The Challenges of Late-Season Deer Hunting
If this is your first time hunting in the late season, the changes in deer behavior around this time could affect your hunt in unexpected ways. This is a challenging period for hunters but with the right knowledge, you can successfully grab your last harvest of the season. Here are a few things you should know before heading out.
An Interesting Challenge
Late season deer are not the kind you’re used to when the season opens. For one, they’ve likely been chased, shot at, and generally pursued for a few months by now. The remaining bucks and does have learned new behaviors and movement patterns to stay alive. That means this is the worst time to slip up by hunting on a wrong wind or making noise on your access trail. Be particularly smart and stealthy about everything you do in the late season. For example, you can use a cover scent to mask your human odor in addition to carefully navigating your terrain.
Weather might work against you at the end of the season. It might work with you. This is even more unpredictable in the late season. You’ve got to wait for the right conditions to support your hunt. Easy winds, a cold front or lots of snow can make all the difference. These weather patterns will usually get the deer moving and give you the best chance at a harvest. If you do spook some deer on your way in or in your tree stand, try hunting a different area. The survivors you just bumped will be very cautious, if they come back at all. On the other hand, if it’s your final day of the season, you can throw caution to the wind and focus on enjoying the experience. You’ll have little to lose.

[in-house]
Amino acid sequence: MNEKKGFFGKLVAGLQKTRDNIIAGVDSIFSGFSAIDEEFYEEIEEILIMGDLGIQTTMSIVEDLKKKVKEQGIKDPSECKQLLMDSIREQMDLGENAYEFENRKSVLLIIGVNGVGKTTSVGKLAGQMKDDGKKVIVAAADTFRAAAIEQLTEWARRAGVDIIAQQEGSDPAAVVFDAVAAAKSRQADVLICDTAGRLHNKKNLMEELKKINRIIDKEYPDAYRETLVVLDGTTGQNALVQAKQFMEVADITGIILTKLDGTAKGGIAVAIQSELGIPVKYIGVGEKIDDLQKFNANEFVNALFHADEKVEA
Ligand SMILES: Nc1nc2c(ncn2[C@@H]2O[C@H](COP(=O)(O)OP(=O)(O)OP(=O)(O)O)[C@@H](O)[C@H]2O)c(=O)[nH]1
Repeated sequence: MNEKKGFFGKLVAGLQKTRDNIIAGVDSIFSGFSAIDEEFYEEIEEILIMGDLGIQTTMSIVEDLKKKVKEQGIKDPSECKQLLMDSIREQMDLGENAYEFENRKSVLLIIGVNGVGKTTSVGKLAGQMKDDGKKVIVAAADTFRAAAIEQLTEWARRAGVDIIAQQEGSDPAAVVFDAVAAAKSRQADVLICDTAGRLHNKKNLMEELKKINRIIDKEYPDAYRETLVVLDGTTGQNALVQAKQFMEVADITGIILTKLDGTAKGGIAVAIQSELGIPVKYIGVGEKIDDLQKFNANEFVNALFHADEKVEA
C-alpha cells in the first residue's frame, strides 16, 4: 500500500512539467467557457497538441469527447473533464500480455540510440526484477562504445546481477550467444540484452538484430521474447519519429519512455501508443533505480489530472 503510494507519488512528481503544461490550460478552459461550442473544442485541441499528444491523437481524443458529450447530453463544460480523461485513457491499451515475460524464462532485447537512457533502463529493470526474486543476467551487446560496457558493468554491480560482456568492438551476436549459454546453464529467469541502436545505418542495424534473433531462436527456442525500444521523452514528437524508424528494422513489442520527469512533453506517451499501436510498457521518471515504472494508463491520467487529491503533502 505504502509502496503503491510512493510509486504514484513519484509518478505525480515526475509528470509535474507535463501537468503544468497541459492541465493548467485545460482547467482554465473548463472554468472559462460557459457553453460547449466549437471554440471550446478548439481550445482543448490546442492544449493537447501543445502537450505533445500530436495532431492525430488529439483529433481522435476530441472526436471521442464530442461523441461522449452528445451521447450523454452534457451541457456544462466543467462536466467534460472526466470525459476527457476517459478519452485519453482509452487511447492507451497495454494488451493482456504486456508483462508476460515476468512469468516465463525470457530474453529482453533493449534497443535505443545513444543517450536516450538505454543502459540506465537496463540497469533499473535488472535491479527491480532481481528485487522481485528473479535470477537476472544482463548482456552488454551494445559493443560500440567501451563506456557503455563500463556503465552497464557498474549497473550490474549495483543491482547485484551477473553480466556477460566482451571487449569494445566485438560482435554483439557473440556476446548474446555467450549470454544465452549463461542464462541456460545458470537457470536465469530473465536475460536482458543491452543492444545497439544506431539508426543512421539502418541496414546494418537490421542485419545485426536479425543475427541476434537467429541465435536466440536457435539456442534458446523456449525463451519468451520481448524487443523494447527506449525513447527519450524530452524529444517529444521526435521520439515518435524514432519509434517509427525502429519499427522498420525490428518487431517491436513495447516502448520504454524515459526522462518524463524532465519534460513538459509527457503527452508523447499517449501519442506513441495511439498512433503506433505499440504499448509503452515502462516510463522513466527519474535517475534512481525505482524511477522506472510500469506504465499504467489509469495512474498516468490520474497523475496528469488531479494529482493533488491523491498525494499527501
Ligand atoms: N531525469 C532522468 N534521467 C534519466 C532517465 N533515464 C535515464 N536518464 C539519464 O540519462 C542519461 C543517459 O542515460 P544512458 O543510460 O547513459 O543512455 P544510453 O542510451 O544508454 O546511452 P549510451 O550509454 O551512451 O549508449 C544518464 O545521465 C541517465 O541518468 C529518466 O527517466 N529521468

Hunt the Bedding Areas
Take advantage of bedding areas for hunting. You can’t hunt in every bedding area but there is no other location where a wise old monster is more vulnerable than in this most sacred portion of a deer’s habitat.
Use Transition Zones
As challenging as the bedding zones are, the transition zones can be just as difficult. Bucks use transition zones as travel corridors when moving between other major zones. A typical example is a transition zone that connects the bedding zone to staging or feeding areas and watering zones. Conversely, during the rut, the most common transition zones are the routes which bucks take between areas of heavy doe population or breeding zones. While a buck might pause to scan as he travels, he rarely lingers in a transition zone. That means he isn’t as aware of any changes in this zone or any new hunters perched in the trees. Whether it’s the feeling of safety while traveling through cover or because they’re focused on getting from point A to point B, bucks rarely use the “stop, scan, proceed and repeat” technique. That’s a big advantage for hunters. As a bonus, you have a higher likelihood of daylight encounters in transition zones.
Mornings are much greater risk at this time of year with much lower reward. Most mature bucks are bedded before daylight during the late season or moving just before daybreak, increasing your odds of bumping them as you head in to hunt. Eliminate that risk and you’ll have more unsuspecting deer that you can hunt in the evenings when you can safely access a location without spooking the deer. Take advantage of the evening feeding pattern that deer often follow.
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